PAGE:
Well that was easy! Earlier this week we reported on ongoing talks between the FCA (Fiat Chrysler Automobiles) and PSA (Peugeot Société Anonyme) groups regarding a possible merger. Today, after last discussions that stretched last into yesterday evening, the companies announced they will merge, in a marriage of equals.
The agreement, which should be ratified quickly by the parties involved (both internal and external), will include a 50-50 split between each group’s shareholders.
12 brands, world's 4th biggest automaker
The new company will be valued at around $48 billion USD and instantly become the world’s fourth-largest auto manufacturer, behind Toyota, the Volkswagen group and the Renault-Nissan-Mitsubishi Alliance. In terms of annual sales, adding up those racked up by the two groups’ brands (of which there are 12 in all) in 2018 brings a total of 8.7 million units sold globally, with total revenue of $190 billion.
In North America we’re all quite familiar with FCA’s brands - Alfa Romeo, Fiat, Dodge, Chrysler, Jeep, Ram, Maserati and Lancia – but less so with those under the umbrella of the PSA Group. These include Peugeot of course, but also Citroën, DS Automobiles, Opel (bought from GM in 2017) and Vauxhaull.
PSA boss at the controls
Speaking of Opel, it’s interesting to note that its purchase from GM by the PSA Group came under the leadership of Carlos Tavares, today the chief executive at PSA. The highly regarded auto executive has been credited with righting the ship at PSA after arriving there five years ago, a time when the company was flirting with bankruptcy. Unsurprisingly, Tavares will be tapped to head up the new merged company, with a five-year mandate tucked under his arm.
The chairman of Fiat-Chrysler Automobiles, John Elkann, will lead the 11-member board of directors, six of whom will come from PSA, the other five from FCA. Current top executives from each company will be part of that board. The firm’s head office will be in the Netherlands, but its shares will be listed on the French, Italian and New York exchanges.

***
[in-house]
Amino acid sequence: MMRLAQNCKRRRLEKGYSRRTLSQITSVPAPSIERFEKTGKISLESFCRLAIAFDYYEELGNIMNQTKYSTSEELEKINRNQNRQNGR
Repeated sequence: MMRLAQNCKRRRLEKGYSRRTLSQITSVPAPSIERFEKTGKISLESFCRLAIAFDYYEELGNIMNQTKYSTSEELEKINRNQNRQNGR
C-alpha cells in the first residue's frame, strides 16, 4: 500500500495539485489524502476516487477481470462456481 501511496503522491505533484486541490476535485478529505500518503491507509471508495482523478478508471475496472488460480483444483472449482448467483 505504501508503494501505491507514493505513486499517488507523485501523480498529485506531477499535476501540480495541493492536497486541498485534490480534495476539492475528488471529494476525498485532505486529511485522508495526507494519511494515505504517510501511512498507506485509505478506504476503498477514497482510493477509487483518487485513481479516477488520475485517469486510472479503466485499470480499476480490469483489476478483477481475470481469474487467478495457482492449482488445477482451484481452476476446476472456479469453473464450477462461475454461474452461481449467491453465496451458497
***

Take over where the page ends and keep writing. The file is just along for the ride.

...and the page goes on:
As well, the two families behind the companies, the Peugeots and the Agnellis, will continue to hold shares in the new automotive giant, although their percentages of ownership will be reduced. The Peugeot family that held 12.23% of PSA will now control 6% of shares, while the Agnelli family, which owned 29% of FCA, will now retain around 15% of the pie of the new company.
Obviously, certain details remain to be ironed out, among them the approval that must be obtained from other partners such as the Chinese Dongfeng group, which holds 12.23% of PSA’s shares since the rescue of the firm in 2014. The French government, for its part, has already given its approval to the deal, but it says it will be keeping a close watch on the decisions being made by the new company to ensure the interests of France are protected.
The deal is expected to result in annual savings of 3.5 billion Euros, and this won’t come from cutting jobs or closing factories. Rather, this is a perfect example of the economies of scale that are possible when companies team up. In an age when automakers must contend with the huge expenses that come with developing new electric and self-driving technologies, sharing resources and costs becomes absolutely essential. Hence the new FCA-PSA mega-company.